Dom: I keep trying to play chords that forgo off his solo.
Connor: I’ve noticed that! I saw you did some horrible chords.
Into the Airwaves: Now, if we go back to your first record, what is one valuable lesson that you brought over to the recording of Broken Machine?
Dom: I think that it was fine what we did with the first one but I think we learned that we can record in a quick timescale. The first one was done over the course of a year, whereas this one, we had 6-7 weeks and we knew we had a deadline. I think that pressure was a positive spin on our workflow, rather than it being a feeling of panic.
Into the Airwaves: And when you guys go in to record, I know some bands write the album out as a storyline laid out from the first track to the last track; is that something that is on your mind?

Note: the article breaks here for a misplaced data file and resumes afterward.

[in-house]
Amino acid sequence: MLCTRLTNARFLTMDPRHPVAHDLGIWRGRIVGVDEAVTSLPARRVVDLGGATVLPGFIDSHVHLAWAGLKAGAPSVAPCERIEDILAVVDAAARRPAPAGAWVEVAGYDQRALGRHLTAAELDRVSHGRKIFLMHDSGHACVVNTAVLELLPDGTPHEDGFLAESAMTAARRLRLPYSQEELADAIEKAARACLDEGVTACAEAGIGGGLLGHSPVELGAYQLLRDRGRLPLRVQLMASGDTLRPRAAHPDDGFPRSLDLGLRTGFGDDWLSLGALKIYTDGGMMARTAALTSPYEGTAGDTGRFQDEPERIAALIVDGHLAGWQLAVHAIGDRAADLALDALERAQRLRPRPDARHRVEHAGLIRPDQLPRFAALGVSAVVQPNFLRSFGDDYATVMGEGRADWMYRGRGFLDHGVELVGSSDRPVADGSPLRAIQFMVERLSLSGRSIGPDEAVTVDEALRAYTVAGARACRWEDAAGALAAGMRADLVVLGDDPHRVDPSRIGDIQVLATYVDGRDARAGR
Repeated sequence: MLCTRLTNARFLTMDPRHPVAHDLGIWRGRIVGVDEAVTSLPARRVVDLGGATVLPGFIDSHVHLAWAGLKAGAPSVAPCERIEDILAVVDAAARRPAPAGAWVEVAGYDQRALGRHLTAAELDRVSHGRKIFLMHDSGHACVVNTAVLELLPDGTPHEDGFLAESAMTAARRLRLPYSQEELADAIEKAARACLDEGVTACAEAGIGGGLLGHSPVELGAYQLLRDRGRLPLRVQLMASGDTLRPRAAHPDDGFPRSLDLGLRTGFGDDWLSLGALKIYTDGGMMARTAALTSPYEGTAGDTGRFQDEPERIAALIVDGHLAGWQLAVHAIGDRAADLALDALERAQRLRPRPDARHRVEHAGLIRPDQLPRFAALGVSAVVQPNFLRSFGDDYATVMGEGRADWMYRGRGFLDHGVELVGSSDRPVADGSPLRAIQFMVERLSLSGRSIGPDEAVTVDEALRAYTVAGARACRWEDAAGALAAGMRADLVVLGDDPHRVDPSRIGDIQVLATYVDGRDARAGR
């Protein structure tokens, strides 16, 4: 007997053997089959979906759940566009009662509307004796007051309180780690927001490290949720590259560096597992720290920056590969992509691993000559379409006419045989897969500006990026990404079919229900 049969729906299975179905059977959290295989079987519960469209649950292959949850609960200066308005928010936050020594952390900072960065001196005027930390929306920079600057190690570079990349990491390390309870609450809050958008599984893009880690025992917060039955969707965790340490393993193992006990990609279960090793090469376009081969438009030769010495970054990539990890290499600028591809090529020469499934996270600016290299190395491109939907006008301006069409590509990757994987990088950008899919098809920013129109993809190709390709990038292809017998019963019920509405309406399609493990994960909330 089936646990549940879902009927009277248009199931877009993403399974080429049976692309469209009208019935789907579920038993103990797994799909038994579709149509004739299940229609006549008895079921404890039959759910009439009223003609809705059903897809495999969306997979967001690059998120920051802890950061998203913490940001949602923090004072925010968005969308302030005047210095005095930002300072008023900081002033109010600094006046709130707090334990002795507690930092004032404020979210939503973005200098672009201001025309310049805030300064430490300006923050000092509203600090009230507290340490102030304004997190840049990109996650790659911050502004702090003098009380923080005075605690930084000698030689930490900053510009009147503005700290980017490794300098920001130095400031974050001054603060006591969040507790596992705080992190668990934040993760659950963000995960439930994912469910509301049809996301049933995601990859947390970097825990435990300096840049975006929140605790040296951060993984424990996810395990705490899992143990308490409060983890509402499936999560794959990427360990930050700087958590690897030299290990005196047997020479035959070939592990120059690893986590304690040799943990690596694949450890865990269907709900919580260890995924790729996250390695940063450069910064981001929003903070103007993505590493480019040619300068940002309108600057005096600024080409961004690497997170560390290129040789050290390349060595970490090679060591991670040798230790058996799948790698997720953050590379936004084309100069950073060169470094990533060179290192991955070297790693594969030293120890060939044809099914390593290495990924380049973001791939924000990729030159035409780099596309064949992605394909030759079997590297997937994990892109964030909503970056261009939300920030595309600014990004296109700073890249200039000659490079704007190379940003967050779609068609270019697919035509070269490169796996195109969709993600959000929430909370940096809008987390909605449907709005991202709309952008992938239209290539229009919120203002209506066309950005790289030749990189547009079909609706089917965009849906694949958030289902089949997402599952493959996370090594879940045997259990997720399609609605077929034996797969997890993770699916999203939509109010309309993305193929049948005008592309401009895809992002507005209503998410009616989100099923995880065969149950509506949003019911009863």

Joe: We kind of knew what we wanted to start and end on during the recording process. Even the end track “Afterlife”, that whole long extended outro was decided to be the end of the album.
Dom: That wasn’t even on the demo but when we decided that was going to be the final song, we wanted to make it like a closing end credit sort of thing.
Connor: When it came to recording, I think there were about 10-15% of the album that was still yet to be written which we left for that studio juice. So we knew what we had to record first. Some songs were obvious and of course Price always starts everything with his drums. He got done in about two weeks.
James: I believe it was 10 days.